Description

The present invention relates generally to reliable message transfer between a client and a server, and specifically to a system and method for providing various levels of reliability for transferring the messages.

BACKGROUND OF THE INVENTION

Reliable messaging is an integral part of any client-server system that supports guaranteed and ordered processing of end-user requests as well as reliable system level communication between the client and the server.

Basically, reliable messaging refers to the ability of a sender to send a message once and only once to its intended receiver. In order to facilitate reliable messaging, the client-server system should be able to support reliably transmitting messages in support of processes whose lifetimes commonly exceed the lifetimes of the components on which these processes are realized. Further, the client-server system should be able to support quality-of-service assertions for ensuring that messages are received in the same order in which they were sent and that failure to deliver a message is made known to both the sender and receiver.

However, reliable messaging requires more system resources and slows performance when compared to best-effort messaging. This becomes especially important when the client has limited resources and processing power, such as for wireless devices. For best-effort messaging, messages are discarded when a messaging engine stops or fails. Messages may also be discarded if a connection used to send them becomes unavailable as a result of constrained system resources. Therefore it can be seen that best effort messaging does not provide the transmission assurance provided by reliable messaging.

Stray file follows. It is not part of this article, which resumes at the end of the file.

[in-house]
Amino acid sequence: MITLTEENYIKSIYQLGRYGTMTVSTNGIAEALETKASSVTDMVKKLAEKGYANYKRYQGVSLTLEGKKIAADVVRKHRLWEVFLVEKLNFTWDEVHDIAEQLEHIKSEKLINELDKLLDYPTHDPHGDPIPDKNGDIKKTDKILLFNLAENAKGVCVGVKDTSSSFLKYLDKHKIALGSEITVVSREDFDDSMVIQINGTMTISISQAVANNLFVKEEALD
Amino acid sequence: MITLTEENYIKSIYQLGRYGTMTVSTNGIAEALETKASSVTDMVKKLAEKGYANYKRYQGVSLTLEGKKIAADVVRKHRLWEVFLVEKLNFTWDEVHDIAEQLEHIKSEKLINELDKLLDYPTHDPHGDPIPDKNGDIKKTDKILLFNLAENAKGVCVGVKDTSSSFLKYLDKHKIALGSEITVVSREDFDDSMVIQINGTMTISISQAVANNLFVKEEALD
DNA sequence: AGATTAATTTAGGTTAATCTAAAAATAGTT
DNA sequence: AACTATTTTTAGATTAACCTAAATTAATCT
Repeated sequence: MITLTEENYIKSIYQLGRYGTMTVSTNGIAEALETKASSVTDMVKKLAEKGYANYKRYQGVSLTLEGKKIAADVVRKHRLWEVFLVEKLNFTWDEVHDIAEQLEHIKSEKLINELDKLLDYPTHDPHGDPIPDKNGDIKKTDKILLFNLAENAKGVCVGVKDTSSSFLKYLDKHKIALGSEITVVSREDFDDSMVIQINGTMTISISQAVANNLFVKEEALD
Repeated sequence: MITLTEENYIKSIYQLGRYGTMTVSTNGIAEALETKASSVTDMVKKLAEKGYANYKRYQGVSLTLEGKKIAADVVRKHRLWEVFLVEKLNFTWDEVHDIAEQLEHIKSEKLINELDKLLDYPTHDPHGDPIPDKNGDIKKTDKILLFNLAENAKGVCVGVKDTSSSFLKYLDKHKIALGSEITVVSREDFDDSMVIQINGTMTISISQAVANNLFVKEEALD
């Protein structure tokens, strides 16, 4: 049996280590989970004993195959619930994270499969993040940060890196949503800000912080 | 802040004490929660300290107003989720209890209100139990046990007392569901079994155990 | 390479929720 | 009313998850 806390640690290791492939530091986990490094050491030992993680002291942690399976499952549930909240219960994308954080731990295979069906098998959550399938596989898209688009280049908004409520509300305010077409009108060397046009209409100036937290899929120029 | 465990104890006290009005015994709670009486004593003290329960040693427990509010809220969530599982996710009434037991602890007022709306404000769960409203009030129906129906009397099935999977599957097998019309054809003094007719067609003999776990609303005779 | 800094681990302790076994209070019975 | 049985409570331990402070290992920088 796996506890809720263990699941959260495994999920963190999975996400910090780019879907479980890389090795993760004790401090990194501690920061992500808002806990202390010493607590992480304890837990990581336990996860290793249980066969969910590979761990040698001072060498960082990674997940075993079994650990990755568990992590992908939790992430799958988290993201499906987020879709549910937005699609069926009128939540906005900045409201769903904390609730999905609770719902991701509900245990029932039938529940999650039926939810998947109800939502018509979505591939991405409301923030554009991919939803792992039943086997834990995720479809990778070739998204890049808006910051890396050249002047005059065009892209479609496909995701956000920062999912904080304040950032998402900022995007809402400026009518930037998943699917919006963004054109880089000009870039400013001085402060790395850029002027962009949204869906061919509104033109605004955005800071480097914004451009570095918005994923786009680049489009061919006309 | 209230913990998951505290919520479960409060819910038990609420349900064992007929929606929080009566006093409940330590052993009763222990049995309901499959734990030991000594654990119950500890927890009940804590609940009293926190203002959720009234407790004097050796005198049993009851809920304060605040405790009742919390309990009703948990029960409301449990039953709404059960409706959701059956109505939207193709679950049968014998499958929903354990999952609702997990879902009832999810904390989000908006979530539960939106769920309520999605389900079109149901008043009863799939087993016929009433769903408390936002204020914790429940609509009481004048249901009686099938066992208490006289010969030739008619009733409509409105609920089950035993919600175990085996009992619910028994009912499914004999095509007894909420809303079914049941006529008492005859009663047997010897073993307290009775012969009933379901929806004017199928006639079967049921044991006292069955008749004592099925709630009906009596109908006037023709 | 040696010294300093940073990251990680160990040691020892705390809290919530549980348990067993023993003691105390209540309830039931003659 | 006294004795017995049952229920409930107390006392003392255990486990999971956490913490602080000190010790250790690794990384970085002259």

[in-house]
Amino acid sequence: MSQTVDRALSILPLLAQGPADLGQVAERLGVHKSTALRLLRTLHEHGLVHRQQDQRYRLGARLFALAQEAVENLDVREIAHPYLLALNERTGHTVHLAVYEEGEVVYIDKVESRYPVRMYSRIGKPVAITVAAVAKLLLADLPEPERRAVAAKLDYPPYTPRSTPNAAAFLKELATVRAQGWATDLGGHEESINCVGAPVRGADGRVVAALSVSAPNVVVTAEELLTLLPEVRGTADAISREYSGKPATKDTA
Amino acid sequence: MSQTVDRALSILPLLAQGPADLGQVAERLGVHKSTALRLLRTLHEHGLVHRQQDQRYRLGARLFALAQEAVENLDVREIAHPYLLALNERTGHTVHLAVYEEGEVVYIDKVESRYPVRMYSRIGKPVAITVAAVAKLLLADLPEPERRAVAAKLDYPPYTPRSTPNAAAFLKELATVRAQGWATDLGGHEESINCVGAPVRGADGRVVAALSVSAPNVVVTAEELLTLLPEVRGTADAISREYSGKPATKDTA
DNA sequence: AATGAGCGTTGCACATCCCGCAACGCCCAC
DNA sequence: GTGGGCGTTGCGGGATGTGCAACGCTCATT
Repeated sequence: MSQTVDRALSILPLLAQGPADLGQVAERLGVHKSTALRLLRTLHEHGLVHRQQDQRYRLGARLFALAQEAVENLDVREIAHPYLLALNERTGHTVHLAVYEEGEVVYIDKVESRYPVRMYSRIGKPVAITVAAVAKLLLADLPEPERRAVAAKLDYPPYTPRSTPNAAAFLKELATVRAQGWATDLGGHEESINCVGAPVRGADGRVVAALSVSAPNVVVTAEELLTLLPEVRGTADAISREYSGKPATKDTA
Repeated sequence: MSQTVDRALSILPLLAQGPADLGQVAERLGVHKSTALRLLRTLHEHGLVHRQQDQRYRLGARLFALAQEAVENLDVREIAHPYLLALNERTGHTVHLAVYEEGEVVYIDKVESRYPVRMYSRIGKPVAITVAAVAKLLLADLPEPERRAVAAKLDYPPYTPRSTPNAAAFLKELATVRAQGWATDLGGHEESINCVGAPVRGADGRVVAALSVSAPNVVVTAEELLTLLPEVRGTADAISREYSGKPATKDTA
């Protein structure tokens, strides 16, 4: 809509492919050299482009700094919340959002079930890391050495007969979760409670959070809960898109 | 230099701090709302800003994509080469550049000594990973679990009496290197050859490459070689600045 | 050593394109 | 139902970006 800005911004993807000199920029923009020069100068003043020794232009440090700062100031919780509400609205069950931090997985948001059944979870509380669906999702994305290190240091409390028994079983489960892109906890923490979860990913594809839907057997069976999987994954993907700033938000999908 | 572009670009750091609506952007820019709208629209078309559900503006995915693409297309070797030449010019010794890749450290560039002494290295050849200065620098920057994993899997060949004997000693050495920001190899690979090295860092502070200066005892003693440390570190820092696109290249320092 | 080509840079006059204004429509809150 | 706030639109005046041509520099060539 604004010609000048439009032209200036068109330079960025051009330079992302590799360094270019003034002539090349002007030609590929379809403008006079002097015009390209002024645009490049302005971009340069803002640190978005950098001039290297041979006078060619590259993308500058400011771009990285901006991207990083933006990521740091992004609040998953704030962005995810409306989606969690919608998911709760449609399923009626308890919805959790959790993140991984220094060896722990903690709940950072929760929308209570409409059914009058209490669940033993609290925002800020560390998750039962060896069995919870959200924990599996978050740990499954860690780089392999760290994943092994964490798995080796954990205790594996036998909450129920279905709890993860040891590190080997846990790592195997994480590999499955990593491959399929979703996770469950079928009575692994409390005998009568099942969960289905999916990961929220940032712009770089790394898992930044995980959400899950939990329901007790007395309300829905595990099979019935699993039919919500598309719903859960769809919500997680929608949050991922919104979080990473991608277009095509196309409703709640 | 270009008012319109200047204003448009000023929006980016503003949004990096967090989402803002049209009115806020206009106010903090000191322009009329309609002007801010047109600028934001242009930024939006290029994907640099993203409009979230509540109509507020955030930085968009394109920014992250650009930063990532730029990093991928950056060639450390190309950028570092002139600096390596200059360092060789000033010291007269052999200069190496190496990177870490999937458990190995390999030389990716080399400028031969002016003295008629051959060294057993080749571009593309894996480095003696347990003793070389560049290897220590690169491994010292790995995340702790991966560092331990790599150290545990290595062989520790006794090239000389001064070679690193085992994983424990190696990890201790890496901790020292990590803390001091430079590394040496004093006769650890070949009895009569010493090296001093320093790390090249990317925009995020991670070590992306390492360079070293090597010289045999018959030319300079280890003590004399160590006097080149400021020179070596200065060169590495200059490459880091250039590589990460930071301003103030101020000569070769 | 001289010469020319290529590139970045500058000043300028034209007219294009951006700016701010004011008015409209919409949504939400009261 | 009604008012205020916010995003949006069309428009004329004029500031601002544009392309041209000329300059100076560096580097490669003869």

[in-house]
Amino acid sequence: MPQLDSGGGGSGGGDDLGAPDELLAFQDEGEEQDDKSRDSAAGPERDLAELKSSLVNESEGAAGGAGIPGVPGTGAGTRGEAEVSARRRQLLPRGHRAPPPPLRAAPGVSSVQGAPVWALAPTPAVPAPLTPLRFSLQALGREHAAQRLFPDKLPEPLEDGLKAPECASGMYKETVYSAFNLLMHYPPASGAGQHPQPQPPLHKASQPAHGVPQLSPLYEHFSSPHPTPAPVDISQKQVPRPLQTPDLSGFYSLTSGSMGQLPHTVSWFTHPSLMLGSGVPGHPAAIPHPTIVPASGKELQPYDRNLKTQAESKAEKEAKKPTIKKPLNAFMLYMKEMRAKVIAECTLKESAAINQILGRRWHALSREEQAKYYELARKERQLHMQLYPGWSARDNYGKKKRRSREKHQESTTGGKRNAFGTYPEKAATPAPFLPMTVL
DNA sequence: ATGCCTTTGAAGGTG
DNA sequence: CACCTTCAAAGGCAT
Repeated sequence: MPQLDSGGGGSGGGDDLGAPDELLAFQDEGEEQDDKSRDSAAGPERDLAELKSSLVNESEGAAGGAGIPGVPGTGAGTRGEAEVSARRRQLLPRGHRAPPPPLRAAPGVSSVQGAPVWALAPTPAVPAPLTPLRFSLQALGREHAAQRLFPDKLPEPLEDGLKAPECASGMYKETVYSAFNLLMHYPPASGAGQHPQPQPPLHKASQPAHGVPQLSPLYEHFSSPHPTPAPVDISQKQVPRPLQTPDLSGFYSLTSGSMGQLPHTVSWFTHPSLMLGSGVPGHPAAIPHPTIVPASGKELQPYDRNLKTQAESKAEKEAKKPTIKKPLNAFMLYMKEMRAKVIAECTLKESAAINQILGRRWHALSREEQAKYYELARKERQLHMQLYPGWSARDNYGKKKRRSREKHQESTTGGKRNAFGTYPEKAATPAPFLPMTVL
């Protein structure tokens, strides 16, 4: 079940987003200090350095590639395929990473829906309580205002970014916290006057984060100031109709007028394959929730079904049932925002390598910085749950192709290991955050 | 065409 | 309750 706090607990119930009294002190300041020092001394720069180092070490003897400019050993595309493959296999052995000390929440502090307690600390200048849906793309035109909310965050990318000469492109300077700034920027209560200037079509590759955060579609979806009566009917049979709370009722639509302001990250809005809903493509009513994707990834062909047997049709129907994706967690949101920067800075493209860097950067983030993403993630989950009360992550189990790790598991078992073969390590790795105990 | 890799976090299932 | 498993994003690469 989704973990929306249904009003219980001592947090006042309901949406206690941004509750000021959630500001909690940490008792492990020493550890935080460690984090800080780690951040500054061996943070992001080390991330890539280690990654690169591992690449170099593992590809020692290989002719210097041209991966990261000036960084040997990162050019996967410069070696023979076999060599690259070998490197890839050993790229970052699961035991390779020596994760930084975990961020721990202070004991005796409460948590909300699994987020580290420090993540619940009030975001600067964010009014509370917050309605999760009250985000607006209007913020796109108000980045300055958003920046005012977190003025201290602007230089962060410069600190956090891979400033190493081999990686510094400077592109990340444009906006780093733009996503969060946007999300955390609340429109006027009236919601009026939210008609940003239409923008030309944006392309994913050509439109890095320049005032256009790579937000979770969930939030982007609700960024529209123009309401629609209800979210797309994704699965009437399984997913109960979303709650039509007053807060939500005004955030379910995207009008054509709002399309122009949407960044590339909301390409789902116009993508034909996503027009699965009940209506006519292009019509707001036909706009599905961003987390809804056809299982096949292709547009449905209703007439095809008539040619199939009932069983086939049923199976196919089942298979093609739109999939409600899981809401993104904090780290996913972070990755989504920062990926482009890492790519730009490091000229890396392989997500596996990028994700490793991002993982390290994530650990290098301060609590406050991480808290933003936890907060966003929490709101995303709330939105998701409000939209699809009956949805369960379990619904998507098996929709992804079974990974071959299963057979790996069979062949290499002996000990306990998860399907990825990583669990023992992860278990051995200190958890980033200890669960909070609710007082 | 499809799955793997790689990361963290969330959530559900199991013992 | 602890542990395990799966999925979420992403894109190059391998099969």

Accordingly, there is a need for a client-server messaging system that facilitates improved performance while also providing reliability.

SUMMARY OF THE INVENTION

In accordance with an aspect of the present invention there is provided a method for transmitting messages from a sender to a receiver via a communication network, the method comprising the steps of: receiving messages at the sender to transmit to the receiver, each of the messages having a predefined reliability mode; identifying the predefined reliability mode for each of the messages; and transmitting each of the messages to the receiver in accordance with a protocol defined for the corresponding predefined reliability mode of the message.

In accordance with a further aspect of the present invention there is provided a method for receiving messages from a sender at a receiver via a communication network, the method comprising the steps of receiving messages at the receiver, each of the messages having a predefined reliability mode; identifying the predefined reliability mode for each of the messages; and processing each of the messages at the receiver in accordance with a protocol defined for the corresponding predefined reliability mode of the message.

In accordance with yet a further aspect of the present invention there is provided a transmitter for transmitting messages to a receiver via a communication network, the transmitter comprising: memory for queuing messages received from an application, each of the messages having a predefined reliability mode; a processor for identifying the predefined reliability mode for each of the messages; and a messaging layer for transmitting each of the messages to the receiver in accordance with a protocol defined for the corresponding predefined reliability mode of the message.